An ecological plastic bottle village
Posted on September, 22nd 2016.
In Panama, a Canadian is building houses with plastic bottles. Reused, they become environmentally friendly insulation and reduce the carbon footprint of the homes.
Living in a house in the Plastic Bottle Village means reusing 14,000 plastic bottles!
A picture postcard, the Bocas del Toro archipelago is home to sandy beaches, lush rainforest, typical houses on stilts... and a unique village - the Plastic Bottle Village. In 2012, driven by Robert Bezeau, a Canadian living the province of Panama, a voluntary recycling program was set up on Isla Colón, one of the islands in the archipelago. After 18 months of collection, over a million plastic bottles abandoned on this idyllic island had been recovered. The ecology-loving entrepreneur decided to help to reduce waste by reusing them.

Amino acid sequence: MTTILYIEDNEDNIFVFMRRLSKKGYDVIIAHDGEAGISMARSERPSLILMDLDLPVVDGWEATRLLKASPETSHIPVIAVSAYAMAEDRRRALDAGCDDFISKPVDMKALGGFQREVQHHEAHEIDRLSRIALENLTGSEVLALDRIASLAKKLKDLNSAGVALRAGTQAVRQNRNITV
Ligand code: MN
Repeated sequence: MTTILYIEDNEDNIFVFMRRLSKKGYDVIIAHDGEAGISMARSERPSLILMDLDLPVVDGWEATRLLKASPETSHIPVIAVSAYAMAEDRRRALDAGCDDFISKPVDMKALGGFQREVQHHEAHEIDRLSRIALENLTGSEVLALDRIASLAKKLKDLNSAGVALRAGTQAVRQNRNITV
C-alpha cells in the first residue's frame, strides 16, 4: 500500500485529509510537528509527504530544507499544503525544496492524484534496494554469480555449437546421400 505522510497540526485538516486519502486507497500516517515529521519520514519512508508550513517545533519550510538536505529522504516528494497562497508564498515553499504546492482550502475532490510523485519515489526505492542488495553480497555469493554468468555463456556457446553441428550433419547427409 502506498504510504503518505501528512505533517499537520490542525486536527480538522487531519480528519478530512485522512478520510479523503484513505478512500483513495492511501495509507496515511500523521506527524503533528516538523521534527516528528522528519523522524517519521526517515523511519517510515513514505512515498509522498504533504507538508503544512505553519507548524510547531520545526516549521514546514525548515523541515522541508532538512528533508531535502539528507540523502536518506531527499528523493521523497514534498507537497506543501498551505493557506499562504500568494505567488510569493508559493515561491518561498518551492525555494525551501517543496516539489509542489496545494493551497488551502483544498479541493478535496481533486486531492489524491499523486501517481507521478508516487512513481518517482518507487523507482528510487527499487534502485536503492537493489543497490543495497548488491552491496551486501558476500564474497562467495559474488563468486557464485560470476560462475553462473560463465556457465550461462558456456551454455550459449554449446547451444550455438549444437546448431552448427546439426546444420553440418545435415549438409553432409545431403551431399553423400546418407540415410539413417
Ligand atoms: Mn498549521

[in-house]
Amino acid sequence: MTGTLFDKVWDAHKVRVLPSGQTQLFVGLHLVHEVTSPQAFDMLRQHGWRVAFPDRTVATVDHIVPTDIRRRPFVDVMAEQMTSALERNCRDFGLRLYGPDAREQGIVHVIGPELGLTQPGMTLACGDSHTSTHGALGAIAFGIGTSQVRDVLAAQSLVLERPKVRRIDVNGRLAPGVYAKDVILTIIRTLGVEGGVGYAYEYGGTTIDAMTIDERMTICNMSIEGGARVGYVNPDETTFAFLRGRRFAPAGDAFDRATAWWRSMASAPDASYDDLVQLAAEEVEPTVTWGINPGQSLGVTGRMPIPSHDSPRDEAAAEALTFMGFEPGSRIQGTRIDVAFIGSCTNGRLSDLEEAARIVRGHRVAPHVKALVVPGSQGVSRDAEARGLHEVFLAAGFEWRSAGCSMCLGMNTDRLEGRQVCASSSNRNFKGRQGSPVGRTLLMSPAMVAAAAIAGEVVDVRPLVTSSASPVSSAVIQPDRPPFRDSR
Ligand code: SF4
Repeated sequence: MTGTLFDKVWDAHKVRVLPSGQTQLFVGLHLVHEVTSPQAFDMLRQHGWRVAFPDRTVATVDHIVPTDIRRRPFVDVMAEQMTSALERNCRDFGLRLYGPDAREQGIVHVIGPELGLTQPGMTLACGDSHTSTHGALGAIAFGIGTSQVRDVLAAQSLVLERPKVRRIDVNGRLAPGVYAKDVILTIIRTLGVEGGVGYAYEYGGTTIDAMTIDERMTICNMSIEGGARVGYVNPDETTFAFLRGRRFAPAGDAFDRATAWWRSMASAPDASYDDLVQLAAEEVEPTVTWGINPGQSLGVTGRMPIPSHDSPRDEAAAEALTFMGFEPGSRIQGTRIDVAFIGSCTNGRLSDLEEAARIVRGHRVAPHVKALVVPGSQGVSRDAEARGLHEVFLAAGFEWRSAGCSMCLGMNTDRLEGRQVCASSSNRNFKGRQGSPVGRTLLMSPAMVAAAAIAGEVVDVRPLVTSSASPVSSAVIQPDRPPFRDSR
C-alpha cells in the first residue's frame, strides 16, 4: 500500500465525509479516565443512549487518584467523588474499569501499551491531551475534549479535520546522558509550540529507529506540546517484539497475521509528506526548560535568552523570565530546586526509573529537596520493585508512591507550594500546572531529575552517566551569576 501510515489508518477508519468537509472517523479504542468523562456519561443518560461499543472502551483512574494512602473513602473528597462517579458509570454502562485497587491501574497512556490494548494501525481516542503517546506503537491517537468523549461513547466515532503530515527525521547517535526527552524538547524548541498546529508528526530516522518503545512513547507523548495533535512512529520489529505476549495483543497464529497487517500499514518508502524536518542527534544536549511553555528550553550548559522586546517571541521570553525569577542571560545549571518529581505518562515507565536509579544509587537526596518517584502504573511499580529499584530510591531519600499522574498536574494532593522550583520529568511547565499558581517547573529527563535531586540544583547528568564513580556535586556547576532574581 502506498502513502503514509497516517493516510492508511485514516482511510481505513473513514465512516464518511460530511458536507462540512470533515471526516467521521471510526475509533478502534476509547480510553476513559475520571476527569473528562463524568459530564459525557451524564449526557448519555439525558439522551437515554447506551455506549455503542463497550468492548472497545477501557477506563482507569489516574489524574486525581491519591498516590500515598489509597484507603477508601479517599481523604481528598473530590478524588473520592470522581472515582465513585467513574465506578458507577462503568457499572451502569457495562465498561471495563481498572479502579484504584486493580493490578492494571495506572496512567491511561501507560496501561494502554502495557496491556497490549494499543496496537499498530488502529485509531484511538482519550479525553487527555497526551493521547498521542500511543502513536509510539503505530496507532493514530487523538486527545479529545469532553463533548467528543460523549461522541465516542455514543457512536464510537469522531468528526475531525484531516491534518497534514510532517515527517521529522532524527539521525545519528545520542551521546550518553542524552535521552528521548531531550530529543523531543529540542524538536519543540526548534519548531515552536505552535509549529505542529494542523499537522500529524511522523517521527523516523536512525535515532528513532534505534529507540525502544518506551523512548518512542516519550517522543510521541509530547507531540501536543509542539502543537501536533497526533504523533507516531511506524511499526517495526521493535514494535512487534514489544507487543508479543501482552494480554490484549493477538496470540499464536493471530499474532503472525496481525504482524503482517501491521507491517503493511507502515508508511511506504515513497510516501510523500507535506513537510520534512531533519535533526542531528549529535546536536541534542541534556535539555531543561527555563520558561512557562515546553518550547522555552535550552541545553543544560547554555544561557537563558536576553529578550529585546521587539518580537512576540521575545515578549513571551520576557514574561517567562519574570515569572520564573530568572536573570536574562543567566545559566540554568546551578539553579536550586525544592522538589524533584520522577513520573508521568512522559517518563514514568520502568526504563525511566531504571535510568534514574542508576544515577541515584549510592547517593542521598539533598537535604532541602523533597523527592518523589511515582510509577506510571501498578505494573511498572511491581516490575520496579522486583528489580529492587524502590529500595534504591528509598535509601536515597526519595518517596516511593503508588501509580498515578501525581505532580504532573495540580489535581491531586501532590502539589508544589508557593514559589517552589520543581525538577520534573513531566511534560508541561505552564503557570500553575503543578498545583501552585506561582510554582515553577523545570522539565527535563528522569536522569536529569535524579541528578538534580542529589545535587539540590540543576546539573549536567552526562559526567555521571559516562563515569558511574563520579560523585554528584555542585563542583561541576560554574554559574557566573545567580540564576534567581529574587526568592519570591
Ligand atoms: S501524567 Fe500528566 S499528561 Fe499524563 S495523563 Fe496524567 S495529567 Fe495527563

14,000 plastic bottles per house
Since 2015, on a 300,000 square meter plot near the clear waters of the Caribbean Sea, 120 houses have been erected. Measuring around 100 square meters, they are built with 14,000 plastic bottles - the equivalent of the lifetime consumption of one person. Ecological but also economic, this process not only reduces construction times but also the amount of water used when building in the usual way. All without sacrificing local architecture or comfort in these homes!
The Plastic Bottle Village: an eco-residential community
Old plastic bottles are used to make weight bearing insulated walls. Fitted inside a strong steel frame that will resist earthquakes, the bottles are then covered with concrete. These walls lower the interior temperature of the houses by 17°C compared to the outside temperature – and so there’s no need to use the energy greedy air conditioning that is popular in this tropical climate.
Ultimately, the Plastic Bottle Village would like to become an eco-residential micro-city with shops, community gardens, and most importantly a training center. Its founder Robert Bezeau wants to spread his mission across the world: turn waste into high quality building materials, and so reduce the carbon footprint.